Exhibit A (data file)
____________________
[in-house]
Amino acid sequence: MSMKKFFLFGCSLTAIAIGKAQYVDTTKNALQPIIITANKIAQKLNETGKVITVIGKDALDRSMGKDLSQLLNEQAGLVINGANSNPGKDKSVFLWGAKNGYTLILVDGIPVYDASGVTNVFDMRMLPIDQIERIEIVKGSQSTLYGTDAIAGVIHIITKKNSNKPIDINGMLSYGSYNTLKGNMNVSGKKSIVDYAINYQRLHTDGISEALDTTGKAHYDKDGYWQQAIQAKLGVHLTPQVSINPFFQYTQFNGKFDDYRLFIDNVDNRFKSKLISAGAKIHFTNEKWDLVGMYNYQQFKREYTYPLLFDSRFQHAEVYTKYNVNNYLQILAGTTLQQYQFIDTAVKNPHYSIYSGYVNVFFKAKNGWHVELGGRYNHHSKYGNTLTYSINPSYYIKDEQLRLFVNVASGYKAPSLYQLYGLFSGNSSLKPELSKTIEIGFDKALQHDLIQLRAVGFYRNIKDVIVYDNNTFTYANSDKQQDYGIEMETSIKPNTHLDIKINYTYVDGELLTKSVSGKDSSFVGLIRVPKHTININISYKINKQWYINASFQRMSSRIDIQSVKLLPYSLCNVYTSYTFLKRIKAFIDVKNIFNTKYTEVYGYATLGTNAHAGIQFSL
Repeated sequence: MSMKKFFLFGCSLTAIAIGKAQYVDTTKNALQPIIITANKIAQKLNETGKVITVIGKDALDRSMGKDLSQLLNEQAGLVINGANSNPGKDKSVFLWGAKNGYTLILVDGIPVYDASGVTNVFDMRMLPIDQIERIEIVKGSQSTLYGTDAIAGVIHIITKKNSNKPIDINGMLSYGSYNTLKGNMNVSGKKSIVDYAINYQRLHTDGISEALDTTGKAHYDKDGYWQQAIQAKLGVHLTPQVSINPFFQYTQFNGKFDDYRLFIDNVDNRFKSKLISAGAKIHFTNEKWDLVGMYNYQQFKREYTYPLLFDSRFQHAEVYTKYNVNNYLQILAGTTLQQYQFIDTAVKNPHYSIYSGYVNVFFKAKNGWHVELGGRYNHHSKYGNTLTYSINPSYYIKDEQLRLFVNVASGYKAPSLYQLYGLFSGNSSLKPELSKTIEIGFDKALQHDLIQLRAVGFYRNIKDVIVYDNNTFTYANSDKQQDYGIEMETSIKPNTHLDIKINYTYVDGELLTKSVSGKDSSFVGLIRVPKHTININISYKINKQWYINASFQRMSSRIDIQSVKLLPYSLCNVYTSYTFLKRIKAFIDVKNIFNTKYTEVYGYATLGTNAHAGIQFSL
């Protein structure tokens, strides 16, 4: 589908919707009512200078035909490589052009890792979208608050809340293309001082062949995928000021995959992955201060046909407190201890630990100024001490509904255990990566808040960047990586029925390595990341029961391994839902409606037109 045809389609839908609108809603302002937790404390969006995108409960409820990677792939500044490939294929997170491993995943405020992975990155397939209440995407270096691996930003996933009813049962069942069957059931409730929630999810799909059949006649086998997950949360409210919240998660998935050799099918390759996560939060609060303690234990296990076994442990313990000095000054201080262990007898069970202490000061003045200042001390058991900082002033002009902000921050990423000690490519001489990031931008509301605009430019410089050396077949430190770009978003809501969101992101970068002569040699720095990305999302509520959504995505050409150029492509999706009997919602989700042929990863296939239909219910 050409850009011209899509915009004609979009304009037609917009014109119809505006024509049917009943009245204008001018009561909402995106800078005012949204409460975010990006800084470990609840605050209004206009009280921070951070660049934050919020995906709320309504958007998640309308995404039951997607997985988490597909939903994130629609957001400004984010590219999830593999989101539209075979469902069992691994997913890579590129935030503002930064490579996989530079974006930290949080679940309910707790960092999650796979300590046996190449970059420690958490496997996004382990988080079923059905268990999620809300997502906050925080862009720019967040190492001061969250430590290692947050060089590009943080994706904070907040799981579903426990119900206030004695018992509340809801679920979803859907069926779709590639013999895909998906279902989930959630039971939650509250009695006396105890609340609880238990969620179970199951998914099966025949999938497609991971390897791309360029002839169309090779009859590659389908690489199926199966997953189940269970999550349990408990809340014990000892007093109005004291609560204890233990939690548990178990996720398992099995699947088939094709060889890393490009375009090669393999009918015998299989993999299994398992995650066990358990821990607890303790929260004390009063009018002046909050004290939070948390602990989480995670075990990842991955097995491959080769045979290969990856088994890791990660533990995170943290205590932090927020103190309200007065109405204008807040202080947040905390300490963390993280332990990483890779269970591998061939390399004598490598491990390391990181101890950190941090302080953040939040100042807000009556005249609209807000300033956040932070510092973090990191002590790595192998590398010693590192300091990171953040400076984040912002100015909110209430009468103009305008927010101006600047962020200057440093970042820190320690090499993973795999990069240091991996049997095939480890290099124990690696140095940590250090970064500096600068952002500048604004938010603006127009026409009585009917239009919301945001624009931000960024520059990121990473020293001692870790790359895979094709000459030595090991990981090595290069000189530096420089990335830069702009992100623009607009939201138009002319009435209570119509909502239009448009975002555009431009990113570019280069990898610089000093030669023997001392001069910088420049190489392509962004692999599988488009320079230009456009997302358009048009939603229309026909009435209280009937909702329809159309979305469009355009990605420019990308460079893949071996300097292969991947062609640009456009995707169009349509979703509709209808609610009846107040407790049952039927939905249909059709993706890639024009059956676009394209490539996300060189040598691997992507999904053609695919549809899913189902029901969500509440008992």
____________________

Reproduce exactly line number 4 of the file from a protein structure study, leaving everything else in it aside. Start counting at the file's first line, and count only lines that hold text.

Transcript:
């Protein structure tokens, strides 16, 4: 589908919707009512200078035909490589052009890792979208608050809340293309001082062949995928000021995959992955201060046909407190201890630990100024001490509904255990990566808040960047990586029925390595990341029961391994839902409606037109 045809389609839908609108809603302002937790404390969006995108409960409820990677792939500044490939294929997170491993995943405020992975990155397939209440995407270096691996930003996933009813049962069942069957059931409730929630999810799909059949006649086998997950949360409210919240998660998935050799099918390759996560939060609060303690234990296990076994442990313990000095000054201080262990007898069970202490000061003045200042001390058991900082002033002009902000921050990423000690490519001489990031931008509301605009430019410089050396077949430190770009978003809501969101992101970068002569040699720095990305999302509520959504995505050409150029492509999706009997919602989700042929990863296939239909219910 050409850009011209899509915009004609979009304009037609917009014109119809505006024509049917009943009245204008001018009561909402995106800078005012949204409460975010990006800084470990609840605050209004206009009280921070951070660049934050919020995906709320309504958007998640309308995404039951997607997985988490597909939903994130629609957001400004984010590219999830593999989101539209075979469902069992691994997913890579590129935030503002930064490579996989530079974006930290949080679940309910707790960092999650796979300590046996190449970059420690958490496997996004382990988080079923059905268990999620809300997502906050925080862009720019967040190492001061969250430590290692947050060089590009943080994706904070907040799981579903426990119900206030004695018992509340809801679920979803859907069926779709590639013999895909998906279902989930959630039971939650509250009695006396105890609340609880238990969620179970199951998914099966025949999938497609991971390897791309360029002839169309090779009859590659389908690489199926199966997953189940269970999550349990408990809340014990000892007093109005004291609560204890233990939690548990178990996720398992099995699947088939094709060889890393490009375009090669393999009918015998299989993999299994398992995650066990358990821990607890303790929260004390009063009018002046909050004290939070948390602990989480995670075990990842991955097995491959080769045979290969990856088994890791990660533990995170943290205590932090927020103190309200007065109405204008807040202080947040905390300490963390993280332990990483890779269970591998061939390399004598490598491990390391990181101890950190941090302080953040939040100042807000009556005249609209807000300033956040932070510092973090990191002590790595192998590398010693590192300091990171953040400076984040912002100015909110209430009468103009305008927010101006600047962020200057440093970042820190320690090499993973795999990069240091991996049997095939480890290099124990690696140095940590250090970064500096600068952002500048604004938010603006127009026409009585009917239009919301945001624009931000960024520059990121990473020293001692870790790359895979094709000459030595090991990981090595290069000189530096420089990335830069702009992100623009607009939201138009002319009435209570119509909502239009448009975002555009431009990113570019280069990898610089000093030669023997001392001069910088420049190489392509962004692999599988488009320079230009456009997302358009048009939603229309026909009435209280009937909702329809159309979305469009355009990605420019990308460079893949071996300097292969991947062609640009456009995707169009349509979703509709209808609610009846107040407790049952039927939905249909059709993706890639024009059956676009394209490539996300060189040598691997992507999904053609695919549809899913189902029901969500509440008992």